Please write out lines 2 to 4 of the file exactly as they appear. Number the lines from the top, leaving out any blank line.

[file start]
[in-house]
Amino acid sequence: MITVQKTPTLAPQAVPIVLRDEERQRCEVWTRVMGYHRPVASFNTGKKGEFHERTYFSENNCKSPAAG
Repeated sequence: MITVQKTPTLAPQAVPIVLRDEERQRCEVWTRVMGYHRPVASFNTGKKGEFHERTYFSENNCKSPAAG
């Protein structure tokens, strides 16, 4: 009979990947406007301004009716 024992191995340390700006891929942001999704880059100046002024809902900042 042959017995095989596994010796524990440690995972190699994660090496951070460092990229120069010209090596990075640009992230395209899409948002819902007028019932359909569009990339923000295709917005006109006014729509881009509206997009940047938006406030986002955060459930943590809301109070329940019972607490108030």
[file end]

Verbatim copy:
Amino acid sequence: MITVQKTPTLAPQAVPIVLRDEERQRCEVWTRVMGYHRPVASFNTGKKGEFHERTYFSENNCKSPAAG
Repeated sequence: MITVQKTPTLAPQAVPIVLRDEERQRCEVWTRVMGYHRPVASFNTGKKGEFHERTYFSENNCKSPAAG
């Protein structure tokens, strides 16, 4: 009979990947406007301004009716 024992191995340390700006891929942001999704880059100046002024809902900042 042959017995095989596994010796524990440690995972190699994660090496951070460092990229120069010209090596990075640009992230395209899409948002819902007028019932359909569009990339923000295709917005006109006014729509881009509206997009940047938006406030986002955060459930943590809301109070329940019972607490108030």